Sometimes it’s incredibly frustrating to get the word out about BrainHQ and how it can help people.

Let’s take people experiencing “chemobrain” (cognitive losses resulting from chemotherapy) as an example. Clinical scientists have shown that using BrainHQ exercises virtually re-normalizes the brain of an individual suffering from chemobrain. Benefits clearly extend beyond those skills and abilities that are directly trained on the computer to those things that govern an individual’s overall quality of life. People report they feel their brain working better, and that they feel improvements in “symptom distress” (mood, anxiety, and fatigue). [1] Moreover, measures of improvement recorded several months after training are stronger, across the board, than they were immediately after training. That’s another way of saying that with the appropriate intensive training with BrainHQ, the individual continues to get even stronger, as the months after training go by.

You might think that given this outcome, every chemotherapy patient would know all about BrainHQ—that their nurses and doctors and therapists would be strongly encouraging them to visit BrainHQ to begin the targeted chemobrain training program that our scientists built based on this published research. But I feel frustrated, because only a small fraction of patients in need ever hear about this source of help. That’s partly because the media has done little to (accurately) report scientific findings on the best brain training for chemobrain. It’s also because doctors and therapists often don’t deal with chemobrain at all. In fact, many cancer patients never even hear about the existence of chemobrain, even though as many as 60-70% experience some level of cognitive decline. They’re left wondering if they’re just imagining it. It stands to reason that they don’t hear from their doctors how to alleviate it using BrainHQ, then.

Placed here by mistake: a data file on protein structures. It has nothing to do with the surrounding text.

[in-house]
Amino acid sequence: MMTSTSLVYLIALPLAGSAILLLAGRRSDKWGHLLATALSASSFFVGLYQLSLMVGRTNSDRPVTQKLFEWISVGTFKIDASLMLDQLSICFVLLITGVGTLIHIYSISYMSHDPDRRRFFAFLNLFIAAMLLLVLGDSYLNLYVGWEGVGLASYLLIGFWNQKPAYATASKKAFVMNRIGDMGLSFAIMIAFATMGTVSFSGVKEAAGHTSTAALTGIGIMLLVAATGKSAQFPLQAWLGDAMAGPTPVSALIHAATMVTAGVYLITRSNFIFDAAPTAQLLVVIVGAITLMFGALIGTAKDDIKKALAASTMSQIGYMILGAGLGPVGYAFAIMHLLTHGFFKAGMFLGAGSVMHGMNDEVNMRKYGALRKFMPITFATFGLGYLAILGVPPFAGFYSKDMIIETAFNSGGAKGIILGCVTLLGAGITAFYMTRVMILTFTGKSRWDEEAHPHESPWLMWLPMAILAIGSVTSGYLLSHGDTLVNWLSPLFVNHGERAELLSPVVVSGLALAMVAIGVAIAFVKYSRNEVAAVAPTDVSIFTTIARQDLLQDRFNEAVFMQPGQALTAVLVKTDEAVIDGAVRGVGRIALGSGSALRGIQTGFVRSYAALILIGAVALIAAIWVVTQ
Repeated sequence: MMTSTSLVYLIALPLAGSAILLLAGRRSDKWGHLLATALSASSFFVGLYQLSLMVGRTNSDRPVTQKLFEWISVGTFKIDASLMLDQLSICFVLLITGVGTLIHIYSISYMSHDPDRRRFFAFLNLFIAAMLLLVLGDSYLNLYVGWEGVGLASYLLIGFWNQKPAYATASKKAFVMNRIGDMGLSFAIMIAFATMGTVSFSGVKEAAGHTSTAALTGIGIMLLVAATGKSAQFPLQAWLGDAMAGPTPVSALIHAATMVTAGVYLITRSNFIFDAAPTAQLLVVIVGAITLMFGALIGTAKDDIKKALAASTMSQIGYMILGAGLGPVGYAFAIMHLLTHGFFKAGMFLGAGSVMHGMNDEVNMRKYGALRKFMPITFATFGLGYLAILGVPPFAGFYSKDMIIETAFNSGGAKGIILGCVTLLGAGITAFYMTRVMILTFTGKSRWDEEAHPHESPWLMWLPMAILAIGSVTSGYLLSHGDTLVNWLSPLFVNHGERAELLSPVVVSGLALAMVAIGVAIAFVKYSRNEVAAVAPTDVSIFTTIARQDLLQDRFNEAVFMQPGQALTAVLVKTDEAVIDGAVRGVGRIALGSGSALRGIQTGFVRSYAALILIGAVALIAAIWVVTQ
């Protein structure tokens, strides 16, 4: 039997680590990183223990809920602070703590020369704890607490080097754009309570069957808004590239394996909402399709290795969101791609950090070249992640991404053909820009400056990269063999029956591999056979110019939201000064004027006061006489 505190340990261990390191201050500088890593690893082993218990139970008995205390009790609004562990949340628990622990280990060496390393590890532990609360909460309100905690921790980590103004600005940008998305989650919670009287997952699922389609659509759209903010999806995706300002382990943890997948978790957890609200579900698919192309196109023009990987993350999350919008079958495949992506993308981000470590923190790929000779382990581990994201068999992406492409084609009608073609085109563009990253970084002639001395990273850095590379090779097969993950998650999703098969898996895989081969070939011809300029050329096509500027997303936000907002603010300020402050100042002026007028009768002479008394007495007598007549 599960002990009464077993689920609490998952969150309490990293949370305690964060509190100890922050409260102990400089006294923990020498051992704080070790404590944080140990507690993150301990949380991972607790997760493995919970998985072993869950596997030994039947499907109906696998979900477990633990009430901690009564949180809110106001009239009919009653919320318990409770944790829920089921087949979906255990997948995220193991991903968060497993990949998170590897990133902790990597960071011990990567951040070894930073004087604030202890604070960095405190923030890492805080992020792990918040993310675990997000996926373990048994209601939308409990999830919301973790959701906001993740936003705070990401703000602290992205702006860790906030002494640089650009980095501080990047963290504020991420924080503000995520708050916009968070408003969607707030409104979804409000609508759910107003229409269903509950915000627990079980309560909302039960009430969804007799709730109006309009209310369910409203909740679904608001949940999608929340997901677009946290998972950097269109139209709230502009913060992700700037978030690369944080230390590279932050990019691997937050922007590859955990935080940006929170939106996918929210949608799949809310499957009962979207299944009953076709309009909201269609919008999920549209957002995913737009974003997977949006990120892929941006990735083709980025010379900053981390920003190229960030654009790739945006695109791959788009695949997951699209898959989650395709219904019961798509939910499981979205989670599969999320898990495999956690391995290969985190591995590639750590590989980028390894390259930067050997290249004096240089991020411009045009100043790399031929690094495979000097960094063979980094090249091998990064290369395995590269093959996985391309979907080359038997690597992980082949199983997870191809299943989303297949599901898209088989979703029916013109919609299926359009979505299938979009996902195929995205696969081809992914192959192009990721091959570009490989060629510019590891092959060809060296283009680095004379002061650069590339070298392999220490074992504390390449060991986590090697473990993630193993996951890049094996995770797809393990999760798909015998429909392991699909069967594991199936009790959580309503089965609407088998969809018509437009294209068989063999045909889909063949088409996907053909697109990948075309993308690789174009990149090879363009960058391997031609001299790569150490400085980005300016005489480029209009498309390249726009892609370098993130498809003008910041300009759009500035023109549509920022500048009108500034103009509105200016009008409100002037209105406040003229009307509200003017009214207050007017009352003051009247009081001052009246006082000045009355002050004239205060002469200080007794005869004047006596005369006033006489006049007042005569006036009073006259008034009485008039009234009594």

If you read this blog, and you know someone who has undergone chemotherapy, PLEASE TELL THEM to check out the research evaluating BrainHQ for recovering lost abilities due to drug-related brain poisoning (i.e., chemotherapy). Encourage them to get a computer or iPad and launch the BrainHQ course called Lifting the Fog of Chemobrain. And tell them that they don’t have to stop when they complete the chemobrain course. They can keep right on training, to achieve a HIGHER level of performance than before they went into the hospital in the first place. They can use the opportunity to declare victory, over the wounding from the cancer, and in the wider world.

[1] Von Ah, D et al. Advanced cognitive training for breast cancer survivors: a randomized controlled trial. Breast Cancer Res Treat. Oct 2012; 135(3): 799-809. Where the study refers to “speed of processing” training, the participants used five BrainHQ exercises (previously in an older Posit Science program called InSight). Those exercises include Visual Sweeps, Target Tracker, Eye for Detail, Double Decision, and Hawk Eye.